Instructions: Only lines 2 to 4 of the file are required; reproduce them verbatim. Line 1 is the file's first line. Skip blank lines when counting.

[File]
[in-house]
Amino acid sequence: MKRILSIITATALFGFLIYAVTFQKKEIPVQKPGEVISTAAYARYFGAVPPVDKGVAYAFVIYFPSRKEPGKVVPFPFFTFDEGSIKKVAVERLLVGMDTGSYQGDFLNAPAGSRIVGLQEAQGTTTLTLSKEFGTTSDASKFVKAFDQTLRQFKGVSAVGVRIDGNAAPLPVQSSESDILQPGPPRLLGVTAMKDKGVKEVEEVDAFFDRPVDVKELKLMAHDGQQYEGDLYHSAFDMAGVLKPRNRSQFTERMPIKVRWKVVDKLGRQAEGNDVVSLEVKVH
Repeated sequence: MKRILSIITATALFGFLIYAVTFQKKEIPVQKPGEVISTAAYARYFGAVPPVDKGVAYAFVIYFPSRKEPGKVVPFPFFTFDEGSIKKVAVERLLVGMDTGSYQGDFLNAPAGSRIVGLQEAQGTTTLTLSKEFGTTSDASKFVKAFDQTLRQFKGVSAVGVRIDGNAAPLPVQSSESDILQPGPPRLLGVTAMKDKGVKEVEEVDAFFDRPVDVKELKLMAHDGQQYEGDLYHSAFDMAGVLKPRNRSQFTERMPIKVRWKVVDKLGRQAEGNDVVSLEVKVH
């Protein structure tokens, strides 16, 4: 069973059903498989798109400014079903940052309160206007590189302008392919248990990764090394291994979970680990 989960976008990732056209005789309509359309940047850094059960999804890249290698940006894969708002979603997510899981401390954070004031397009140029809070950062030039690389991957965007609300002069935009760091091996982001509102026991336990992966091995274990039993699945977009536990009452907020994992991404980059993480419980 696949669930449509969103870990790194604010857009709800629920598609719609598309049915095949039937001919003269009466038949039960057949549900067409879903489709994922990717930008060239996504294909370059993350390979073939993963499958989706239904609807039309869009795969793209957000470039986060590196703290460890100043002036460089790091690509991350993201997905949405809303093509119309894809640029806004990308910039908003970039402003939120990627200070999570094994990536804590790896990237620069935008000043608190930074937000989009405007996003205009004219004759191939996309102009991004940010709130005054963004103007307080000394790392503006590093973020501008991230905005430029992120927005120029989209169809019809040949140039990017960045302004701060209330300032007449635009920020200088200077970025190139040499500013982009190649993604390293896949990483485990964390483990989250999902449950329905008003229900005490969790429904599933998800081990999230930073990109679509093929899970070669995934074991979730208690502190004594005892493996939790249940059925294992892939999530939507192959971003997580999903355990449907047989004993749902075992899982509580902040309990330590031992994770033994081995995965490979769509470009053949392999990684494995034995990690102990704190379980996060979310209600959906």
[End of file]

Amino acid sequence: MKRILSIITATALFGFLIYAVTFQKKEIPVQKPGEVISTAAYARYFGAVPPVDKGVAYAFVIYFPSRKEPGKVVPFPFFTFDEGSIKKVAVERLLVGMDTGSYQGDFLNAPAGSRIVGLQEAQGTTTLTLSKEFGTTSDASKFVKAFDQTLRQFKGVSAVGVRIDGNAAPLPVQSSESDILQPGPPRLLGVTAMKDKGVKEVEEVDAFFDRPVDVKELKLMAHDGQQYEGDLYHSAFDMAGVLKPRNRSQFTERMPIKVRWKVVDKLGRQAEGNDVVSLEVKVH
Repeated sequence: MKRILSIITATALFGFLIYAVTFQKKEIPVQKPGEVISTAAYARYFGAVPPVDKGVAYAFVIYFPSRKEPGKVVPFPFFTFDEGSIKKVAVERLLVGMDTGSYQGDFLNAPAGSRIVGLQEAQGTTTLTLSKEFGTTSDASKFVKAFDQTLRQFKGVSAVGVRIDGNAAPLPVQSSESDILQPGPPRLLGVTAMKDKGVKEVEEVDAFFDRPVDVKELKLMAHDGQQYEGDLYHSAFDMAGVLKPRNRSQFTERMPIKVRWKVVDKLGRQAEGNDVVSLEVKVH
């Protein structure tokens, strides 16, 4: 069973059903498989798109400014079903940052309160206007590189302008392919248990990764090394291994979970680990 989960976008990732056209005789309509359309940047850094059960999804890249290698940006894969708002979603997510899981401390954070004031397009140029809070950062030039690389991957965007609300002069935009760091091996982001509102026991336990992966091995274990039993699945977009536990009452907020994992991404980059993480419980 696949669930449509969103870990790194604010857009709800629920598609719609598309049915095949039937001919003269009466038949039960057949549900067409879903489709994922990717930008060239996504294909370059993350390979073939993963499958989706239904609807039309869009795969793209957000470039986060590196703290460890100043002036460089790091690509991350993201997905949405809303093509119309894809640029806004990308910039908003970039402003939120990627200070999570094994990536804590790896990237620069935008000043608190930074937000989009405007996003205009004219004759191939996309102009991004940010709130005054963004103007307080000394790392503006590093973020501008991230905005430029992120927005120029989209169809019809040949140039990017960045302004701060209330300032007449635009920020200088200077970025190139040499500013982009190649993604390293896949990483485990964390483990989250999902449950329905008003229900005490969790429904599933998800081990999230930073990109679509093929899970070669995934074991979730208690502190004594005892493996939790249940059925294992892939999530939507192959971003997580999903355990449907047989004993749902075992899982509580902040309990330590031992994770033994081995995965490979769509470009053949392999990684494995034995990690102990704190379980996060979310209600959906």